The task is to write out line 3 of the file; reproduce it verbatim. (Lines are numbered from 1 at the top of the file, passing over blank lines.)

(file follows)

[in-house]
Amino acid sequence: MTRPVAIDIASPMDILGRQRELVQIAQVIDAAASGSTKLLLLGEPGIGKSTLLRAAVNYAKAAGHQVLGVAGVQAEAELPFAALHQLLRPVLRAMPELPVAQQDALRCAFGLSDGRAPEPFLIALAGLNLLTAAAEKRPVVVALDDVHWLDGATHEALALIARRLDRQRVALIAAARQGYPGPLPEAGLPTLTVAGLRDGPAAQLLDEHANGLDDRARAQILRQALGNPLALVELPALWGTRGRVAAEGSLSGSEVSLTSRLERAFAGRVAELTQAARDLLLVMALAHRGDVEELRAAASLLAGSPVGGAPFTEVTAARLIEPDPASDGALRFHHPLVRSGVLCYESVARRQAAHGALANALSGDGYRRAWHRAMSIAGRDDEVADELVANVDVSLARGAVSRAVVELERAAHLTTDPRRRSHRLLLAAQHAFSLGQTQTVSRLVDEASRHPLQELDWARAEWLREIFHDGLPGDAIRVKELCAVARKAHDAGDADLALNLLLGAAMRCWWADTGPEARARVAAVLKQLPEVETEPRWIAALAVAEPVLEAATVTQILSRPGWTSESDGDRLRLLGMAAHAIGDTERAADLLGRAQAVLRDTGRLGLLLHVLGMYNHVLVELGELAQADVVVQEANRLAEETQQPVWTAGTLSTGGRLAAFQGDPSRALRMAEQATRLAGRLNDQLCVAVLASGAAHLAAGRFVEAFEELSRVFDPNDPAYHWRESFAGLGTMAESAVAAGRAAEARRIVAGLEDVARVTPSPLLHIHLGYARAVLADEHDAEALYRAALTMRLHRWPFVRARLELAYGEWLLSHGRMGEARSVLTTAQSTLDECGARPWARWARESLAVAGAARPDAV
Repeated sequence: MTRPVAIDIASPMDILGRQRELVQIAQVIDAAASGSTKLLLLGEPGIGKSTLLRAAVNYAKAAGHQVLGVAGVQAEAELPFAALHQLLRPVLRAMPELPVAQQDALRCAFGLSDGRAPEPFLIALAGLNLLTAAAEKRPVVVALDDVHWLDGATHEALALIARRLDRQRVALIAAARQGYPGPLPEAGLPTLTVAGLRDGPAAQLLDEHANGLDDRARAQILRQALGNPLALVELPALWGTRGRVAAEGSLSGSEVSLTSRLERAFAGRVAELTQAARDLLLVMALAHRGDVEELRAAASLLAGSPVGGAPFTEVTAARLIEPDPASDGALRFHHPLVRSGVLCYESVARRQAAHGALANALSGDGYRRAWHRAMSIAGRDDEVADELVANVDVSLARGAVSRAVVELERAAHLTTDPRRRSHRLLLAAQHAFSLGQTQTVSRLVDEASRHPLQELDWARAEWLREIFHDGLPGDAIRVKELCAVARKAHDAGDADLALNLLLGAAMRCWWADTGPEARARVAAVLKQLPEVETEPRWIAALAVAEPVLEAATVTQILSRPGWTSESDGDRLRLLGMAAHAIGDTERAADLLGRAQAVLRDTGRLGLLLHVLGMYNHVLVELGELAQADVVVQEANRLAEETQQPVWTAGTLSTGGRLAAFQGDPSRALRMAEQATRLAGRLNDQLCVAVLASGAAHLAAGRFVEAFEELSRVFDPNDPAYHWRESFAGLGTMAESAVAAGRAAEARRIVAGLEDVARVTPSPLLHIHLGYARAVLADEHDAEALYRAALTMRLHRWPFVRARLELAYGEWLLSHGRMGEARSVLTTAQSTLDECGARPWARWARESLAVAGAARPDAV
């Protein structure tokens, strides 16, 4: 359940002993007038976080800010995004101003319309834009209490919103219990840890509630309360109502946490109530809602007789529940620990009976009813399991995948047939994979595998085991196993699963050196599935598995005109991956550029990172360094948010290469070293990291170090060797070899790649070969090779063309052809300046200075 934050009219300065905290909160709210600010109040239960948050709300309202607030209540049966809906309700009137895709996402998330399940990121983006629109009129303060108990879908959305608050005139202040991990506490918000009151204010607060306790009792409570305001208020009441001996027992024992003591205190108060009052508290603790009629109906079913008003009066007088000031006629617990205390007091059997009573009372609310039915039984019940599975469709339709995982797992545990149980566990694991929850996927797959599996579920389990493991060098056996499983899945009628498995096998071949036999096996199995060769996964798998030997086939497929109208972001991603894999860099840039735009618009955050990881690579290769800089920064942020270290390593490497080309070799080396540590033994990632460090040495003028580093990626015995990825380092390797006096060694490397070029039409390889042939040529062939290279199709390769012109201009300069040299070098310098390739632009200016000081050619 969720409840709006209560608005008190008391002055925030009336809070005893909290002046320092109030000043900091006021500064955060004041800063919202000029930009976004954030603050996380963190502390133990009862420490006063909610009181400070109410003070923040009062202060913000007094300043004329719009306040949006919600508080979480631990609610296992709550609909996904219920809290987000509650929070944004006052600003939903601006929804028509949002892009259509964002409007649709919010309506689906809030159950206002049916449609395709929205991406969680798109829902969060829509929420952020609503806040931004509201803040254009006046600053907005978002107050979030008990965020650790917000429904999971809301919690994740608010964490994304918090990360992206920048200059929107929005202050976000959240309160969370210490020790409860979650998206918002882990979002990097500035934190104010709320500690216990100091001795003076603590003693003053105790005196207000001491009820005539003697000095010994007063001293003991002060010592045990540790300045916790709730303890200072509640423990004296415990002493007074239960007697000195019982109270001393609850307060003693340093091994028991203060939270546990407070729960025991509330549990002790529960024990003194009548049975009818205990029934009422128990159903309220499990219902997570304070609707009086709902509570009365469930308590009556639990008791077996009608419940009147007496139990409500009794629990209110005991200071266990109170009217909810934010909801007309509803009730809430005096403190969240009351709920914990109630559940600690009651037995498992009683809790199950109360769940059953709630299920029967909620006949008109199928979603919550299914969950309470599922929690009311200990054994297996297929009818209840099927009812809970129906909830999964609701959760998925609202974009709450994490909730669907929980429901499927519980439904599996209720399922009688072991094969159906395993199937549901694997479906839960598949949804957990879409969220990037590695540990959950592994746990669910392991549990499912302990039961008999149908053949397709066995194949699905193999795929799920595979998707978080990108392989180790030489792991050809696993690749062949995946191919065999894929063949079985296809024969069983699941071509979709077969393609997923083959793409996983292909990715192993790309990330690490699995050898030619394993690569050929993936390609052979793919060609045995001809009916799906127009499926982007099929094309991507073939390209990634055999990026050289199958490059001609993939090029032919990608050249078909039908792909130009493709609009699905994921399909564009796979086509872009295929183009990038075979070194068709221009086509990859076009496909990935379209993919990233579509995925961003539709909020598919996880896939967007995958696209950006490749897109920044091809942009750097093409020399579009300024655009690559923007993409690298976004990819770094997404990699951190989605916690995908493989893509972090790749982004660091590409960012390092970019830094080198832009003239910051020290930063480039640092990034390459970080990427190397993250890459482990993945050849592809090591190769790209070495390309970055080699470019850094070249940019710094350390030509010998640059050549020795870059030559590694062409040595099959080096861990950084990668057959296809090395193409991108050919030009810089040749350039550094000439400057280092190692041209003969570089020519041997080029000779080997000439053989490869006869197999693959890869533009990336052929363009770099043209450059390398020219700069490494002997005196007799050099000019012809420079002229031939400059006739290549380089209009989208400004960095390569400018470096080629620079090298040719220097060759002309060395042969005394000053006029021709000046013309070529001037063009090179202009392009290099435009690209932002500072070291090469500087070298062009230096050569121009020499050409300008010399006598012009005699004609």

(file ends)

Repeated sequence: MTRPVAIDIASPMDILGRQRELVQIAQVIDAAASGSTKLLLLGEPGIGKSTLLRAAVNYAKAAGHQVLGVAGVQAEAELPFAALHQLLRPVLRAMPELPVAQQDALRCAFGLSDGRAPEPFLIALAGLNLLTAAAEKRPVVVALDDVHWLDGATHEALALIARRLDRQRVALIAAARQGYPGPLPEAGLPTLTVAGLRDGPAAQLLDEHANGLDDRARAQILRQALGNPLALVELPALWGTRGRVAAEGSLSGSEVSLTSRLERAFAGRVAELTQAARDLLLVMALAHRGDVEELRAAASLLAGSPVGGAPFTEVTAARLIEPDPASDGALRFHHPLVRSGVLCYESVARRQAAHGALANALSGDGYRRAWHRAMSIAGRDDEVADELVANVDVSLARGAVSRAVVELERAAHLTTDPRRRSHRLLLAAQHAFSLGQTQTVSRLVDEASRHPLQELDWARAEWLREIFHDGLPGDAIRVKELCAVARKAHDAGDADLALNLLLGAAMRCWWADTGPEARARVAAVLKQLPEVETEPRWIAALAVAEPVLEAATVTQILSRPGWTSESDGDRLRLLGMAAHAIGDTERAADLLGRAQAVLRDTGRLGLLLHVLGMYNHVLVELGELAQADVVVQEANRLAEETQQPVWTAGTLSTGGRLAAFQGDPSRALRMAEQATRLAGRLNDQLCVAVLASGAAHLAAGRFVEAFEELSRVFDPNDPAYHWRESFAGLGTMAESAVAAGRAAEARRIVAGLEDVARVTPSPLLHIHLGYARAVLADEHDAEALYRAALTMRLHRWPFVRARLELAYGEWLLSHGRMGEARSVLTTAQSTLDECGARPWARWARESLAVAGAARPDAV